The DeWine administration announced $3.1 million in grants from the Ohio Department of Development's (DOD) Advanced Energy Fund Wednesday for energy efficiency (EE) programs at local businesses, nonprofits, municipalities, educational institutions and other projects to reduce costs, support the environment and improve Ohioans' lives.

Ohio Consumers' Counsel (OCC) Maureen Willis introduced the agency's new lobbyist Tuesday and updated its Governing Board on the raft of legislation and utility litigation currently being heard on Capitol Square. Willis added that she could have long withheld records on FirstEnergy's internal investigation of 133-HB6 (Callender-Wilkin) as early as this week after U.S. District Judge Algenon Marbley declared them public. However, OCC said Thursday FirstEnergy would not be releasing the records as anticipated.

The Public Utilities Commission of Ohio (PUCO) says FirstEnergy's new five-year electric security plan (ESP) will provide customers a 14 percent price drop for default service on June 1 but won't reflect final savings or increases until the company files billing "riders" modified by Wednesday's commission order.

The Federal Energy Regulatory Commission (FERC) has released its long-awaited overhaul of electric transmission infrastructure, a 1,363-page tome of federal rulemaking that concurring commissioners call "forward-looking and comprehensive" but their dissenting colleague pans as a bureaucratic green energy "policy agenda never passed by Congress." Drawing over 30,000 pages of interested-party comments, FERC's largest-ever docket concluded Monday with the stated goal of long-term regional planning and cost allocation for transmission projects facilitated by state regulators including the Public Utilities Commission of Ohio (PUCO).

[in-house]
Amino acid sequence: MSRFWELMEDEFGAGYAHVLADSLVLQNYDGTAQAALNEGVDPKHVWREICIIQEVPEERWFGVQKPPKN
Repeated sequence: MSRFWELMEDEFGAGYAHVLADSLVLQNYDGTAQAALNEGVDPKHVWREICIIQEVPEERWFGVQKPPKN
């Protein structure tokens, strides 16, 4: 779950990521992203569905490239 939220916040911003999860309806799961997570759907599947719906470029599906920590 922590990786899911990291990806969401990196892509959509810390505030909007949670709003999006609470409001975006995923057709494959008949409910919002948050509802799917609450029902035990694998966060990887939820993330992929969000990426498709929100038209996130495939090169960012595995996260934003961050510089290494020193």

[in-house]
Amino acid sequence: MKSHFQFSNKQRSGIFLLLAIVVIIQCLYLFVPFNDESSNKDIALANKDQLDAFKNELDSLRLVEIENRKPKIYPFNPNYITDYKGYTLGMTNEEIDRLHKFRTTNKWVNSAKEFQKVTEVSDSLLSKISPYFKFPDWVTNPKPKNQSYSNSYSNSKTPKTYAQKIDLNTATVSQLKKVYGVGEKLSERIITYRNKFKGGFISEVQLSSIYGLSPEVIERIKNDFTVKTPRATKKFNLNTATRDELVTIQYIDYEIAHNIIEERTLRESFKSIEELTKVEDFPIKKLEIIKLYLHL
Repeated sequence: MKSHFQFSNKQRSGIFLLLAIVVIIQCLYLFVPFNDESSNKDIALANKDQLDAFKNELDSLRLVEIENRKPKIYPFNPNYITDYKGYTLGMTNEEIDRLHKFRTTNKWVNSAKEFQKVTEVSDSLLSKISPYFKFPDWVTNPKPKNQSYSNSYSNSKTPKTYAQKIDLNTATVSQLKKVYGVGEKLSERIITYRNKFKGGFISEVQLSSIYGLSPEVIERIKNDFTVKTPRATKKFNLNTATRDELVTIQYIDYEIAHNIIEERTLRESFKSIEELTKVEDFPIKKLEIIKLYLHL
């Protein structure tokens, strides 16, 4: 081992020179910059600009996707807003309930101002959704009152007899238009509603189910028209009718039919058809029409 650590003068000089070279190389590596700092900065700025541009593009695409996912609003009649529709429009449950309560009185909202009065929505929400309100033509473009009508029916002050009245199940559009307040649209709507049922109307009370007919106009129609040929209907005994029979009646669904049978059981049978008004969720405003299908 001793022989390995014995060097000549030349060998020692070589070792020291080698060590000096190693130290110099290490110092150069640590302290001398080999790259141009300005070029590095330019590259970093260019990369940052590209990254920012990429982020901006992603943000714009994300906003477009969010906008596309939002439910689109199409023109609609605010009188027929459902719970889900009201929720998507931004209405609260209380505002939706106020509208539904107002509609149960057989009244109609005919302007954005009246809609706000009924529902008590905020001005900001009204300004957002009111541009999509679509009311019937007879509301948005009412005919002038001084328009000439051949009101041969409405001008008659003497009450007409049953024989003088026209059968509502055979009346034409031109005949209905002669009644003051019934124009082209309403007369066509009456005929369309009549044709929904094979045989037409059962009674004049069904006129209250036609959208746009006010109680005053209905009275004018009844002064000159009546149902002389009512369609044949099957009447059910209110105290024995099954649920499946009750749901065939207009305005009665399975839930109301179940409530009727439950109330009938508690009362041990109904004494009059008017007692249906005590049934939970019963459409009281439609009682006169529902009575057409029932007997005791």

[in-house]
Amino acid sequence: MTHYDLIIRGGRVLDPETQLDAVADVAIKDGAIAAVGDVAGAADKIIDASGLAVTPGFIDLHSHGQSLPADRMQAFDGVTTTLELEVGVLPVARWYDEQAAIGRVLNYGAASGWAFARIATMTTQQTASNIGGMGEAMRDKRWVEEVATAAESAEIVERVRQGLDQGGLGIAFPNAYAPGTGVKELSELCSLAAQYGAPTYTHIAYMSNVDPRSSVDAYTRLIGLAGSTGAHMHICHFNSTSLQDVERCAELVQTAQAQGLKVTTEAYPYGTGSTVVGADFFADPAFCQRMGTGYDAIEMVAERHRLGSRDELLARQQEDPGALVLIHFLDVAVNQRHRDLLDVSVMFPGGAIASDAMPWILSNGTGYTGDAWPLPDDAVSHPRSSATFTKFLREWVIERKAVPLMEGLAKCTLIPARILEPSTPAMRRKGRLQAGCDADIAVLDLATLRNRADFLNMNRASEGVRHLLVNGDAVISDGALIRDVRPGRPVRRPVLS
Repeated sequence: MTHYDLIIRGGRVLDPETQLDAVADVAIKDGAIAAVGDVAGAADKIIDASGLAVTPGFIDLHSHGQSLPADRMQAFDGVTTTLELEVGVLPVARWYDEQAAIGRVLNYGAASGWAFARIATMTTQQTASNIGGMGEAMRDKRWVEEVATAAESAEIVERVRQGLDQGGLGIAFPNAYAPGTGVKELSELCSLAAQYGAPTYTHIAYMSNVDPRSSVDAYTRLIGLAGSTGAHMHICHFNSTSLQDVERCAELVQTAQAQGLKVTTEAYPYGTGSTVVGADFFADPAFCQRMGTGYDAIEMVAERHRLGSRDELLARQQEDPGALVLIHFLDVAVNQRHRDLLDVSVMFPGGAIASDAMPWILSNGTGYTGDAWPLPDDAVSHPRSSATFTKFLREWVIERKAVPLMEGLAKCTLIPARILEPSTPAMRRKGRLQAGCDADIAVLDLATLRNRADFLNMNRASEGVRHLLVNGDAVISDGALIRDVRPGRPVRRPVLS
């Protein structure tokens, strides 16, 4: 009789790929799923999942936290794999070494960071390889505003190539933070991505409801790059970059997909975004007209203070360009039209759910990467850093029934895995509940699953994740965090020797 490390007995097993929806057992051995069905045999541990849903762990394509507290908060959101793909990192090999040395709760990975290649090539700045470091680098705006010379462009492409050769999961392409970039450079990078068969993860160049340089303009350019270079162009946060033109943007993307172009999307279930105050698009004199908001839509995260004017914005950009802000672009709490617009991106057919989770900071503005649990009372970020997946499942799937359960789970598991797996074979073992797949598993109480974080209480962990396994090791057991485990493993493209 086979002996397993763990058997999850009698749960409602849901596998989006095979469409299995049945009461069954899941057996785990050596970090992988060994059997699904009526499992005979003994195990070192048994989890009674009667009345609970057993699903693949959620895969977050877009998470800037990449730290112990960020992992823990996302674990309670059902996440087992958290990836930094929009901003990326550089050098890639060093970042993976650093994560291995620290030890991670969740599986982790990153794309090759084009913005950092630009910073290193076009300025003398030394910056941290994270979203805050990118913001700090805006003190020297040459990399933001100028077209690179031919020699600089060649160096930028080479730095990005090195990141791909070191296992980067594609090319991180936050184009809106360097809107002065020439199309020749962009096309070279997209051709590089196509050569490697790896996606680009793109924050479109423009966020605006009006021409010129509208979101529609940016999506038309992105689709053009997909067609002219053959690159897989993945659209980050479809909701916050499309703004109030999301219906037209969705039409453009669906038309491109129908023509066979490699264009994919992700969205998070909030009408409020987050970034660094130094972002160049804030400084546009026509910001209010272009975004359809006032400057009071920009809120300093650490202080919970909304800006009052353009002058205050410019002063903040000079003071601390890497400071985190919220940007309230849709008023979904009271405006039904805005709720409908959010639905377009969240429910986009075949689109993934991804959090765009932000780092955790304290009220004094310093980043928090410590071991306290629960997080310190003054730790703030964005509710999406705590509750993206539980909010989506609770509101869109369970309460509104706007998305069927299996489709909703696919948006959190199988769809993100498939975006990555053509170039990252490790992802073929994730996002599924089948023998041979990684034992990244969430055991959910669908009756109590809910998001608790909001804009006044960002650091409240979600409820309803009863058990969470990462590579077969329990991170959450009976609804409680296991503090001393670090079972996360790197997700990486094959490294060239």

Casinos, racinos and the Ohio Lottery reported strong revenues in March 2024, with all three outperforming their numbers from March 2023, according to data provided by the Ohio Casino Control Commission (OCCC) and Ohio Lottery Commission (OLC).

Sports betting companies would have more time to take their first wager without the risk of losing their license under rule changes proposed by the Ohio Casino Control Commission (OCCC). Commissioners on Wednesday approved the initial filing of rules changing "use it or lose it" provisions for sports betting, which were originally implemented due to concerns that companies would sit on licenses without using them to stifle competition. However, that is not happening because the supply of licenses continues to exceed the demand. Under current rules, a sport betting operator must take a bet within the first year of receiving its license or face revocation.


In legislative action, House Health Provider Services Committee reported out SB40 (Roegner), to enter the Dentist and Dental Hygienist Compact; House Ways and Means Committee reported out HB424 (Lear), regarding sales taxes on delivery network services.


Gov. Mike DeWine's office said he’s appointing Jennifer Petrella to the Montgomery County Common Pleas Court, Domestic Relations Division, to succeed retired Judge Denise Martin Cross.

The governor signed the following bills:

  • HB161 ELIMINATE SPOUSAL EXCEPTION FOR SEXUAL ASSAULT (MIRANDA J, HILLYER B) To eliminate the spousal exceptions for the offenses of rape, sexual battery, unlawful sexual conduct with a minor, gross sexual imposition, sexual imposition, and importuning and to permit a person to testify against the person's spouse in a prosecution for any of those offenses.